GERMAN EXPRESSIONISM THEMES: NUDES
NudesBack to all Themes
The Brücke artists rejected the idealized nudity and classical positions that were emphasized in the traditional art academies. Instead, they depicted the unrehearsed and uninhibited poses of their girlfriends or other young acquaintances in the studio or in nature. For them and other Expressionists, casual nudity and a frank sexuality were a reaction against the stiff bourgeois social mores of the day
The naked body and its potential to signify primal emotion was a core Expressionist theme. The Expressionists' drive to get at inner experience led them to study the ways that bodily gestures, postures, and facial expressions could communicate essential states of being.
For the Expressionists, the naked body was a potent site for challenging traditions of beauty and propriety, and artists like Klee used the naked female body to ridicule social and artistic conventions. A virgin’s body has withered from lack of use. Her desiccated breasts and jagged hips, traditionally sites of erotic desire, follow the gnarly contours of the barren tree in which she is perched. Rough hatch marks give the same texture to both her skin and the tree bark. Aware of her wasted body, she hardens her stare away from two nuzzling lovebirds, creatures of nature not constrained by society’s sexual mores.
Fränzi Fehrmann became one of the Brücke’s favorite subjects. At the time Heckel made this woodcut, she was just ten years old. Heckel was fascinated by her gangly, uncontrolled movements, which seemed a perfect antidote to the stiff poses of professional models and ossified academic conventions of nude figure drawing. Her awkwardly posed nude body is a sign of her adolescent lack of inhibition—even reclining here in Heckel’s studio, she seems about to set into motion—and it became a site of radical formal experimentation for Heckel.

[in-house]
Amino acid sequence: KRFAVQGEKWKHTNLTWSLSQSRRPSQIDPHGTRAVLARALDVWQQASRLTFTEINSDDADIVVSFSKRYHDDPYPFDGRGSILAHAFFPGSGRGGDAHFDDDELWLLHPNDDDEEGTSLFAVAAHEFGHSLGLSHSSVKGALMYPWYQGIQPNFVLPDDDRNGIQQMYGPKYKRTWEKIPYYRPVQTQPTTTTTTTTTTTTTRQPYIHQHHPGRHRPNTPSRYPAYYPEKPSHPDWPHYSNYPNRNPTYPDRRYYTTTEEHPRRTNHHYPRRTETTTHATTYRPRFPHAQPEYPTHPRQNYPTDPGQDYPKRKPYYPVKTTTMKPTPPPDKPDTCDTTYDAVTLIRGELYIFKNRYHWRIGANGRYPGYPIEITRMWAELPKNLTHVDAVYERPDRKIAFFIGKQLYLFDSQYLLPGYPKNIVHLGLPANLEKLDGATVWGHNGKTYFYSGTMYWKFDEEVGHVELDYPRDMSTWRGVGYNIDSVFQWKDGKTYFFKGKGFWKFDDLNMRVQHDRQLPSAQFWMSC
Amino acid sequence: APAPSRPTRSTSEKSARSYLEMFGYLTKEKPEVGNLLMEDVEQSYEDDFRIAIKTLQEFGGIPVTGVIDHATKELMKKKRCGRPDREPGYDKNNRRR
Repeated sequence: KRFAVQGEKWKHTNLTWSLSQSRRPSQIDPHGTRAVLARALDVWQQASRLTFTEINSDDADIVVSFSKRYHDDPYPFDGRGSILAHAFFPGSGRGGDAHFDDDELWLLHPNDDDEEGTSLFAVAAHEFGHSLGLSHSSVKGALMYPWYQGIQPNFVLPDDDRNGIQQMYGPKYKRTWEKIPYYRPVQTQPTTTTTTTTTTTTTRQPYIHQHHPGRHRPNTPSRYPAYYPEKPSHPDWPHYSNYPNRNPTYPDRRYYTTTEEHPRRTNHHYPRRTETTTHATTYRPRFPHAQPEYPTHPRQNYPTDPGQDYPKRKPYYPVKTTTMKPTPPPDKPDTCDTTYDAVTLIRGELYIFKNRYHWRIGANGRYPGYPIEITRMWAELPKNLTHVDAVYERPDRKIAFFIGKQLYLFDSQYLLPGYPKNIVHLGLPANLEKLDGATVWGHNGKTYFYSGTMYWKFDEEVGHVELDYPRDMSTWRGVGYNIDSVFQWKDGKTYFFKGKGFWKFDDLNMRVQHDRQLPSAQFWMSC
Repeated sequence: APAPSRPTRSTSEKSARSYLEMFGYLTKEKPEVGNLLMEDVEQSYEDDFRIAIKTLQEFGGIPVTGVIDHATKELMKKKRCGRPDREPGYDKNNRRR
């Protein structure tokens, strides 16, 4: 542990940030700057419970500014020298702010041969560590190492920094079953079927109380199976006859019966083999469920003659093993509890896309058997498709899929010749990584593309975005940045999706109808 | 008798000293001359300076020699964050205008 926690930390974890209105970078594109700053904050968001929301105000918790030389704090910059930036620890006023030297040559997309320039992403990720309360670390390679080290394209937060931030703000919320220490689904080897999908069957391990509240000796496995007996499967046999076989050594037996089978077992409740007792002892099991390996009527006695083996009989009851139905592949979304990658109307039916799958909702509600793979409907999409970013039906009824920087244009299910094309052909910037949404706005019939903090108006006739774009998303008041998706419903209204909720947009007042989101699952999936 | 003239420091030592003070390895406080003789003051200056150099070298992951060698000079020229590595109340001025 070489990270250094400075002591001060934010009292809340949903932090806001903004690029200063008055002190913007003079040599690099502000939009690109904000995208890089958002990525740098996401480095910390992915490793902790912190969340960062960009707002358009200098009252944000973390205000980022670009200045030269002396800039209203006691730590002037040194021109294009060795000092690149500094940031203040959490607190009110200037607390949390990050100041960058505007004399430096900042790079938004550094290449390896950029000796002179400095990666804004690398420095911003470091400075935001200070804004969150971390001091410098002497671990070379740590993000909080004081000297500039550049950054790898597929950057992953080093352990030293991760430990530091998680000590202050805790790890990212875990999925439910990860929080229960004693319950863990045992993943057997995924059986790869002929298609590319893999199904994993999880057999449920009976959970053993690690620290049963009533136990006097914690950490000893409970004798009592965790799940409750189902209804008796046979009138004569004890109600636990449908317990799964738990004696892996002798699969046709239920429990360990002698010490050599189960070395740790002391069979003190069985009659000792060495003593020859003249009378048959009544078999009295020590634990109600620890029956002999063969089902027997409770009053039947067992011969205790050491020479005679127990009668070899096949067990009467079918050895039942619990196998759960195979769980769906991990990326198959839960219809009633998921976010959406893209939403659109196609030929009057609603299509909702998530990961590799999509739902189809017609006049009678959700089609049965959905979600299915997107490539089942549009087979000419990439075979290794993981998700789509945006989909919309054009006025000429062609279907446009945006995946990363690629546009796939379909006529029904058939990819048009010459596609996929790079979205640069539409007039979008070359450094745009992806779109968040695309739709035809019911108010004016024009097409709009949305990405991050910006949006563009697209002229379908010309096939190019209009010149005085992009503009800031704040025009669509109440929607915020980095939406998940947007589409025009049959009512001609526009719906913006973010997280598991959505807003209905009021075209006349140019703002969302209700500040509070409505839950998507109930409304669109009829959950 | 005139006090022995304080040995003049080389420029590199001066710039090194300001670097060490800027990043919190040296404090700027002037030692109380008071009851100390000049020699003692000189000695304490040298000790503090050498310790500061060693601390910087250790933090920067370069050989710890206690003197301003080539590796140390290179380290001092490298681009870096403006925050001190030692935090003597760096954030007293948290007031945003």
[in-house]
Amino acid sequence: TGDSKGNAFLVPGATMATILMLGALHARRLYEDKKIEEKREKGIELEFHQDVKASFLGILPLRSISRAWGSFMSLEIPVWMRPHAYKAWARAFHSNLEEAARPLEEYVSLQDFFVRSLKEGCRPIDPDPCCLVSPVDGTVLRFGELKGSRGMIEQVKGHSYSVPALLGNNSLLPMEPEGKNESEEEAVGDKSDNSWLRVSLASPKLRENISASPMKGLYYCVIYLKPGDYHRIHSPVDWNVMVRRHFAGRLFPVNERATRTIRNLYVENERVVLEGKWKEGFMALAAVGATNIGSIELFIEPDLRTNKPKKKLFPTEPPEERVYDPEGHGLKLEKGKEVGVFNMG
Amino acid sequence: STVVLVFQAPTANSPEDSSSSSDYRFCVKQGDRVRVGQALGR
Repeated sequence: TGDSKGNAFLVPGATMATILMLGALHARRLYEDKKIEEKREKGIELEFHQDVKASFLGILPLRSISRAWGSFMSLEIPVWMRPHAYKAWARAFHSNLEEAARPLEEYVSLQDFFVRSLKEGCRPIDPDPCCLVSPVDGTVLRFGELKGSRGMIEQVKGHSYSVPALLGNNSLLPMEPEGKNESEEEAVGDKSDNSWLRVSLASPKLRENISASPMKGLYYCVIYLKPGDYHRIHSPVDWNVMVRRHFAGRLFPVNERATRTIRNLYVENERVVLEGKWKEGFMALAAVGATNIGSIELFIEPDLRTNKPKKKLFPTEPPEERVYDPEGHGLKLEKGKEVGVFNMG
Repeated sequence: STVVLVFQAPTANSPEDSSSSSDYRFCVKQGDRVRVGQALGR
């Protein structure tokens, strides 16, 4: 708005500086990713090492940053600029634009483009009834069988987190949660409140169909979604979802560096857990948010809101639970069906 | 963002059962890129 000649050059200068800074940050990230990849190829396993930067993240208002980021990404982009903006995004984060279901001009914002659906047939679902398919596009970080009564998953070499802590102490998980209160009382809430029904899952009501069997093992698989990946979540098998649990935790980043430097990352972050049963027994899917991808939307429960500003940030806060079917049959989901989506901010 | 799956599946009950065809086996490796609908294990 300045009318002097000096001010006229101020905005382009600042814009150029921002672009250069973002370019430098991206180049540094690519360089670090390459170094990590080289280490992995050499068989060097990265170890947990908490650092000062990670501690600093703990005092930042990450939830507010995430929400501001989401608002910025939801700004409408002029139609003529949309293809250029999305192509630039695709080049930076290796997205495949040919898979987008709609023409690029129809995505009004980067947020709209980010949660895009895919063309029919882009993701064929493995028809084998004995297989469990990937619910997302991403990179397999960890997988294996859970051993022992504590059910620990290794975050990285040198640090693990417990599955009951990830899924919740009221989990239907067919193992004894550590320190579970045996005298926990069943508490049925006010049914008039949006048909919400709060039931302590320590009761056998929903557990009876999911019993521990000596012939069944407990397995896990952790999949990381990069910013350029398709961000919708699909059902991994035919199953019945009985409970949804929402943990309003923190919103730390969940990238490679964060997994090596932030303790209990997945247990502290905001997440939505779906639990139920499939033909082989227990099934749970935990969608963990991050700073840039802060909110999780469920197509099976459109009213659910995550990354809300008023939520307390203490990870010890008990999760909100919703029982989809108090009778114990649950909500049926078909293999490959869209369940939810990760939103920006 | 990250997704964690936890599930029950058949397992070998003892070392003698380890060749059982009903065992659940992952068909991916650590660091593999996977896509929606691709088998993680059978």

Although highly finished, this drawing retains the impromptu freshness of a quick sketch and captures the relaxed atmosphere toward nudity in the Brücke members’ studios. The two models are seemingly unaware of the artist and are shown milling about, not posing in a formal academic exercise. Heckel cropped the composition at the models’ feet, further emphasizing a sense of motion, and he reduced the details of their bodies to a few hasty marks for breasts and tufts of hair.
This print reflects the free and uninhibited spirit Heckel and his friends found in nature, away from the decadence and social constraints of the city. Two figures relax, completely at ease with their nudity in the meadows, possibly on Hiddensee, a tiny and remote island in the Baltic Sea where Heckel spent the summer of 1912.
(1909, published 1910)
Kirchner initially adumbrated this composition, depicting four male and female nudes frolicking freely in nature, on a postcard he sent from the Moritzburg Lakes in summer 1909. The liberated body was a key theme in his work at the time, and he centered this woodcut directly on an impressive phallus. For Kirchner, art did not mean merely copying nature, and even a print like this, which appears to record a scene with immediacy and accuracy, was carefully composed.
Kokoschka perceived the world through drawing. Here, the unusual pose of the model, seen from behind crouching awkwardly, signals Kokoschka’s rejection of the usual tenets of beauty. In this work, he adopted the “eyes-off” approach to drawing, in which he kept he kept his gaze fixed on the model. The stuttering contour line that traces her moving body implies immediacy and spontaneity, key traits in the revolt against academic conventions. This gestural style might have been influenced by Auguste Rodin’s revolutionary nude drawings, which were exhibited in Vienna in 1908.
(1914, published 1922)